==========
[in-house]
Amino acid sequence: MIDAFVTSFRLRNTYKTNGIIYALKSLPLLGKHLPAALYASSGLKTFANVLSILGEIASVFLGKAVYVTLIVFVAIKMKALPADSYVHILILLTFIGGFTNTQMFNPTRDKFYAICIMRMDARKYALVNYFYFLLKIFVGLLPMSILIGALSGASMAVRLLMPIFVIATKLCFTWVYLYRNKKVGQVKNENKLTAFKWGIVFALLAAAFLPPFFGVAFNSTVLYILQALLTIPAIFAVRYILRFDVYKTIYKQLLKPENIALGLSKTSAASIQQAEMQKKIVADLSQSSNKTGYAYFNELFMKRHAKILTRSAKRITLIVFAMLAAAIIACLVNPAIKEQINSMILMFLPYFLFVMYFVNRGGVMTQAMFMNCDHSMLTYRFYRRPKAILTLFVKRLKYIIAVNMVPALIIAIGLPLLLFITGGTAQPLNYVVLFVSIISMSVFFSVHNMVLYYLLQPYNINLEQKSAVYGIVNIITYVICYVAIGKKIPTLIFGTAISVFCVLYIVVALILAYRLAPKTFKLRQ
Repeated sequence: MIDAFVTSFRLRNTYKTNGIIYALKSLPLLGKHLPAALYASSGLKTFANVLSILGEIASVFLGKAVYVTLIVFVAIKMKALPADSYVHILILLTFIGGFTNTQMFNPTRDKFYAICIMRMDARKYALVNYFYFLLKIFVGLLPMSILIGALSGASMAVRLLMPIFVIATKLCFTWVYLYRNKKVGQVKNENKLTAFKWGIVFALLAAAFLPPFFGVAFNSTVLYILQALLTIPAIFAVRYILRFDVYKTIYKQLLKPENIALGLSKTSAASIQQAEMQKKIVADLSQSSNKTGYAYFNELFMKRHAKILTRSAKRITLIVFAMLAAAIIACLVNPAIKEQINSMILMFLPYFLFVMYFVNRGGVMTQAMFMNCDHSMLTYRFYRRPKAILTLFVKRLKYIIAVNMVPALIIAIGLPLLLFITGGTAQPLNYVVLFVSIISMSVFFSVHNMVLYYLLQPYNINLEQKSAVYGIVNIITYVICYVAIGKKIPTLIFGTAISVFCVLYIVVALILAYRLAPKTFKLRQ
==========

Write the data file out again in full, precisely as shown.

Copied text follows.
[in-house]
Amino acid sequence: MIDAFVTSFRLRNTYKTNGIIYALKSLPLLGKHLPAALYASSGLKTFANVLSILGEIASVFLGKAVYVTLIVFVAIKMKALPADSYVHILILLTFIGGFTNTQMFNPTRDKFYAICIMRMDARKYALVNYFYFLLKIFVGLLPMSILIGALSGASMAVRLLMPIFVIATKLCFTWVYLYRNKKVGQVKNENKLTAFKWGIVFALLAAAFLPPFFGVAFNSTVLYILQALLTIPAIFAVRYILRFDVYKTIYKQLLKPENIALGLSKTSAASIQQAEMQKKIVADLSQSSNKTGYAYFNELFMKRHAKILTRSAKRITLIVFAMLAAAIIACLVNPAIKEQINSMILMFLPYFLFVMYFVNRGGVMTQAMFMNCDHSMLTYRFYRRPKAILTLFVKRLKYIIAVNMVPALIIAIGLPLLLFITGGTAQPLNYVVLFVSIISMSVFFSVHNMVLYYLLQPYNINLEQKSAVYGIVNIITYVICYVAIGKKIPTLIFGTAISVFCVLYIVVALILAYRLAPKTFKLRQ
Repeated sequence: MIDAFVTSFRLRNTYKTNGIIYALKSLPLLGKHLPAALYASSGLKTFANVLSILGEIASVFLGKAVYVTLIVFVAIKMKALPADSYVHILILLTFIGGFTNTQMFNPTRDKFYAICIMRMDARKYALVNYFYFLLKIFVGLLPMSILIGALSGASMAVRLLMPIFVIATKLCFTWVYLYRNKKVGQVKNENKLTAFKWGIVFALLAAAFLPPFFGVAFNSTVLYILQALLTIPAIFAVRYILRFDVYKTIYKQLLKPENIALGLSKTSAASIQQAEMQKKIVADLSQSSNKTGYAYFNELFMKRHAKILTRSAKRITLIVFAMLAAAIIACLVNPAIKEQINSMILMFLPYFLFVMYFVNRGGVMTQAMFMNCDHSMLTYRFYRRPKAILTLFVKRLKYIIAVNMVPALIIAIGLPLLLFITGGTAQPLNYVVLFVSIISMSVFFSVHNMVLYYLLQPYNINLEQKSAVYGIVNIITYVICYVAIGKKIPTLIFGTAISVFCVLYIVVALILAYRLAPKTFKLRQ